The short-term government Treasury Bill auctions, conducted every wednesday, have dramatically increased the interest rate that the government is paying for short term borrowing. In the 11,000 cr. auction of the 91 day T-Bills (8,000 cr.) and 364 day T-Bills (3,000 cr.) the cost now beyond 8.1%.
Look at the yield charts over 10 years:
(Click for larger pictures)
The rates have been going way up. The last time the yields were so high were between July 2008 and October 2008. It’s when the Lehman crisis broke that RBI cut rates down by 1% and that brought yields down. (The Repo rate at the peak was 9% compared to just 7.25% now)
This was the short term auction. Although trading is light, the last T-bill quote in the market that big banks play in (NDS) was around 8.45% for a 364 day T-Bill (which matures in March 2012, so it’s more like a 9 month-er)
Look at the long term bond – the 10 yr. 2021 bond is at 8.28%. And the 4 year, 2015 bond is trading at 8.39%. That’s slightly inverted already, but it could take another few hikes.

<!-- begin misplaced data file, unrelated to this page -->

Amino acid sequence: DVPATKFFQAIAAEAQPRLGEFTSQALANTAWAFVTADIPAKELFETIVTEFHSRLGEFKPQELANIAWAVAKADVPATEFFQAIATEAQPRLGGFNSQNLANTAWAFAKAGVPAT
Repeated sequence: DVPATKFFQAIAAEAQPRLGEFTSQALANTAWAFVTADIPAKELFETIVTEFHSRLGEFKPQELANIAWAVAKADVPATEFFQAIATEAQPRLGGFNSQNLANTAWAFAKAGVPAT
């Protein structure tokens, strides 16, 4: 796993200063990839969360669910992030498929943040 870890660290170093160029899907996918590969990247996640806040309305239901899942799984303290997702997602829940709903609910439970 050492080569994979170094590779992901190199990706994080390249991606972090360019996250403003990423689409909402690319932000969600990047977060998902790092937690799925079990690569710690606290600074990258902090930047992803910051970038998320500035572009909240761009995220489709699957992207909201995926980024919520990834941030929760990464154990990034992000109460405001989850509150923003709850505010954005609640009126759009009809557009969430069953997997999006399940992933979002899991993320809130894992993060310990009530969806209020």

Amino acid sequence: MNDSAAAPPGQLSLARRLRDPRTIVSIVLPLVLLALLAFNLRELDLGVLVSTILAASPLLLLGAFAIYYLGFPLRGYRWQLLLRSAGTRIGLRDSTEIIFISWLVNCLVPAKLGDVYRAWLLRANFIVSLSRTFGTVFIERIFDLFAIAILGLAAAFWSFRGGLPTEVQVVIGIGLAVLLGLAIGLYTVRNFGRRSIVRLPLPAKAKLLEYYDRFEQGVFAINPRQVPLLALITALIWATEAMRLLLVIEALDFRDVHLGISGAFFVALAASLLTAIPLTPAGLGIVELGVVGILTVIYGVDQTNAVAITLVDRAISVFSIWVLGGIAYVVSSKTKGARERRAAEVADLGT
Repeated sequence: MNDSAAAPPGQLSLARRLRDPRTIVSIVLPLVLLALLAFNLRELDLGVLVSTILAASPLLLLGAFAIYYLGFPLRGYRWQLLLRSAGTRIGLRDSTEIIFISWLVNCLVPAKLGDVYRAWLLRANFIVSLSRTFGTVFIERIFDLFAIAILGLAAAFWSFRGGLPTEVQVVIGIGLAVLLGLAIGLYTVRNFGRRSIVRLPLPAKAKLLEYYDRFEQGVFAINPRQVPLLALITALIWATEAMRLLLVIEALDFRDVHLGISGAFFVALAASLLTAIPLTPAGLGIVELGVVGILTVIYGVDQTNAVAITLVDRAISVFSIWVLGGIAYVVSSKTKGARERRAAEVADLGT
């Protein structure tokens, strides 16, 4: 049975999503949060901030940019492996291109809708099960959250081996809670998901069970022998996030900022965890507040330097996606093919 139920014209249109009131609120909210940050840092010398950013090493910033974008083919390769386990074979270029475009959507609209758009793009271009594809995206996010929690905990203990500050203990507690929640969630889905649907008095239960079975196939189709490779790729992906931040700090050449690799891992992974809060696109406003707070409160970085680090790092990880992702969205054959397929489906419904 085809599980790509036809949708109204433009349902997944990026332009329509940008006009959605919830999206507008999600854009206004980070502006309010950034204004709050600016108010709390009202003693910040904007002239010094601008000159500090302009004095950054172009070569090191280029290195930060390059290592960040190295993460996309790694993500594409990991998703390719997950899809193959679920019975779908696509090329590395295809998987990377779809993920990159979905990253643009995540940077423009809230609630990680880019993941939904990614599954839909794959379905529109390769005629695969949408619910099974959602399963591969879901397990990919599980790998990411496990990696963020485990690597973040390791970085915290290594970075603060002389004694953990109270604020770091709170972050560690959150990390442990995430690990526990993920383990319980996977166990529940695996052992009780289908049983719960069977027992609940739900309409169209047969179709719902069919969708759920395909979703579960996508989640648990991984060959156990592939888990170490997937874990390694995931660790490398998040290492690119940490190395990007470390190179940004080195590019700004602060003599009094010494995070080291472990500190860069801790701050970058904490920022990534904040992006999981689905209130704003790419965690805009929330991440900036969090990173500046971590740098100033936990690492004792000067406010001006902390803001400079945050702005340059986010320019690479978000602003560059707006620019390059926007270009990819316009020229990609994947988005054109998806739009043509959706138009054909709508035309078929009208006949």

This is fairly negative for any leveraged industry that borrows short term. Banks and financiers for one, real estate and infrastructure companies for another. Luckily, till now, the interest rates being paid on short term CDs and Commercial Paper (CP) is still 10-11%, unchanged from March. (CDs are short term wholesale borrowing through <1 year bonds by banks called Certificates of Deposit, and CP is the same thing for companies) But if the T-Bill rates keep going up, those CD and CP rates will go up as well.
Cues: Diesel price will probably be hiked on Jun 9 but it’s not quite a given, since the political situation right now is shady. On Jun 16, RBI is likely to hike rates again, probably another 0.25%. This is going to be a rough month, volatile both ways.
I would be very selective in the market now – long very specific small stocks and short the overall market.